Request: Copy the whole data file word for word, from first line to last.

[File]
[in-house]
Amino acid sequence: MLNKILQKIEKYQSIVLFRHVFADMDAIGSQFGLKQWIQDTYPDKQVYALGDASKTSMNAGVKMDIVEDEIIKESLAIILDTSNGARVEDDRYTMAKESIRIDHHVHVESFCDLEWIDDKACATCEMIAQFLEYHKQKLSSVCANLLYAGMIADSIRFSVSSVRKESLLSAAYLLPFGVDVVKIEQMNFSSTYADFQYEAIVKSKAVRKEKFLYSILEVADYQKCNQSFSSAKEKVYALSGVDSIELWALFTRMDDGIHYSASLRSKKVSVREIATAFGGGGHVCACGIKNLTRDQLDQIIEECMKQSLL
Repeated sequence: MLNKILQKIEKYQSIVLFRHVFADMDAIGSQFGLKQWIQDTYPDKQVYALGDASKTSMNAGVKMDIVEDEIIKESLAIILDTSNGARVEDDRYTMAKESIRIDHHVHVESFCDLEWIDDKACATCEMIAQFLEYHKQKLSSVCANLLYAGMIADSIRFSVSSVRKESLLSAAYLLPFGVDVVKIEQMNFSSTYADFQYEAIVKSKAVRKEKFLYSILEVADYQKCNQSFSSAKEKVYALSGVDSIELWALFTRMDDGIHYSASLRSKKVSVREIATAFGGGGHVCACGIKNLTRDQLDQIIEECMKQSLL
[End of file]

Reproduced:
[in-house]
Amino acid sequence: MLNKILQKIEKYQSIVLFRHVFADMDAIGSQFGLKQWIQDTYPDKQVYALGDASKTSMNAGVKMDIVEDEIIKESLAIILDTSNGARVEDDRYTMAKESIRIDHHVHVESFCDLEWIDDKACATCEMIAQFLEYHKQKLSSVCANLLYAGMIADSIRFSVSSVRKESLLSAAYLLPFGVDVVKIEQMNFSSTYADFQYEAIVKSKAVRKEKFLYSILEVADYQKCNQSFSSAKEKVYALSGVDSIELWALFTRMDDGIHYSASLRSKKVSVREIATAFGGGGHVCACGIKNLTRDQLDQIIEECMKQSLL
Repeated sequence: MLNKILQKIEKYQSIVLFRHVFADMDAIGSQFGLKQWIQDTYPDKQVYALGDASKTSMNAGVKMDIVEDEIIKESLAIILDTSNGARVEDDRYTMAKESIRIDHHVHVESFCDLEWIDDKACATCEMIAQFLEYHKQKLSSVCANLLYAGMIADSIRFSVSSVRKESLLSAAYLLPFGVDVVKIEQMNFSSTYADFQYEAIVKSKAVRKEKFLYSILEVADYQKCNQSFSSAKEKVYALSGVDSIELWALFTRMDDGIHYSASLRSKKVSVREIATAFGGGGHVCACGIKNLTRDQLDQIIEECMKQSLL